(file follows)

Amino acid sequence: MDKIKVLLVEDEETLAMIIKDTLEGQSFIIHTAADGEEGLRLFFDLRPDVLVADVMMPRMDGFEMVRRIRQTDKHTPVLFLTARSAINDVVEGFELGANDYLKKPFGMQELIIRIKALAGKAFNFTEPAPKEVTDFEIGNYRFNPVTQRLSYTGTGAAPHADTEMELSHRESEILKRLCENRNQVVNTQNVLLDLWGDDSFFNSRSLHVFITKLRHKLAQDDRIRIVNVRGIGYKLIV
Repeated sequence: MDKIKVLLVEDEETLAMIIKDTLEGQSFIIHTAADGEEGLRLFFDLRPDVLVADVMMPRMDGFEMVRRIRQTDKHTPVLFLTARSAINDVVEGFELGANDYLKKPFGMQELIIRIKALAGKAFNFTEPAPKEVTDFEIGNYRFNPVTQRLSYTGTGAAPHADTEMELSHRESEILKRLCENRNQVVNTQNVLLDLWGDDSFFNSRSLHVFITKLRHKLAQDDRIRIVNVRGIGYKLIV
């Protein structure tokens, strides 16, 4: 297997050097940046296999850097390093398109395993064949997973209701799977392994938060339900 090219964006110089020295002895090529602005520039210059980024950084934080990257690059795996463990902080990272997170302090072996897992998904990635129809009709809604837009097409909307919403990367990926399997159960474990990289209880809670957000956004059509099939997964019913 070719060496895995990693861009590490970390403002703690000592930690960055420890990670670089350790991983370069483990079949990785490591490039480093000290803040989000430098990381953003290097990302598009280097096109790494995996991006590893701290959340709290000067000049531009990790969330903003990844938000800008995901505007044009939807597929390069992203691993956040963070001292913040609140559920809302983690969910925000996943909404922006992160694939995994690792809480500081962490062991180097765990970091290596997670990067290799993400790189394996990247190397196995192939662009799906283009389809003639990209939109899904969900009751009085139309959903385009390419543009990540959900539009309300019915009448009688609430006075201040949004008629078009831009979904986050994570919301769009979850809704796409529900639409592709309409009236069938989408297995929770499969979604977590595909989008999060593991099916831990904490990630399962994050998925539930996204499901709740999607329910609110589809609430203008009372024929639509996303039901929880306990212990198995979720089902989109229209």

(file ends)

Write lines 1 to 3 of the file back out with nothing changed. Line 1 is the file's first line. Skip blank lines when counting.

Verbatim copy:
Amino acid sequence: MDKIKVLLVEDEETLAMIIKDTLEGQSFIIHTAADGEEGLRLFFDLRPDVLVADVMMPRMDGFEMVRRIRQTDKHTPVLFLTARSAINDVVEGFELGANDYLKKPFGMQELIIRIKALAGKAFNFTEPAPKEVTDFEIGNYRFNPVTQRLSYTGTGAAPHADTEMELSHRESEILKRLCENRNQVVNTQNVLLDLWGDDSFFNSRSLHVFITKLRHKLAQDDRIRIVNVRGIGYKLIV
Repeated sequence: MDKIKVLLVEDEETLAMIIKDTLEGQSFIIHTAADGEEGLRLFFDLRPDVLVADVMMPRMDGFEMVRRIRQTDKHTPVLFLTARSAINDVVEGFELGANDYLKKPFGMQELIIRIKALAGKAFNFTEPAPKEVTDFEIGNYRFNPVTQRLSYTGTGAAPHADTEMELSHRESEILKRLCENRNQVVNTQNVLLDLWGDDSFFNSRSLHVFITKLRHKLAQDDRIRIVNVRGIGYKLIV
């Protein structure tokens, strides 16, 4: 297997050097940046296999850097390093398109395993064949997973209701799977392994938060339900 090219964006110089020295002895090529602005520039210059980024950084934080990257690059795996463990902080990272997170302090072996897992998904990635129809009709809604837009097409909307919403990367990926399997159960474990990289209880809670957000956004059509099939997964019913 070719060496895995990693861009590490970390403002703690000592930690960055420890990670670089350790991983370069483990079949990785490591490039480093000290803040989000430098990381953003290097990302598009280097096109790494995996991006590893701290959340709290000067000049531009990790969330903003990844938000800008995901505007044009939807597929390069992203691993956040963070001292913040609140559920809302983690969910925000996943909404922006992160694939995994690792809480500081962490062991180097765990970091290596997670990067290799993400790189394996990247190397196995192939662009799906283009389809003639990209939109899904969900009751009085139309959903385009390419543009990540959900539009309300019915009448009688609430006075201040949004008629078009831009979904986050994570919301769009979850809704796409529900639409592709309409009236069938989408297995929770499969979604977590595909989008999060593991099916831990904490990630399962994050998925539930996204499901709740999607329910609110589809609430203008009372024929639509996303039901929880306990212990198995979720089902989109229209």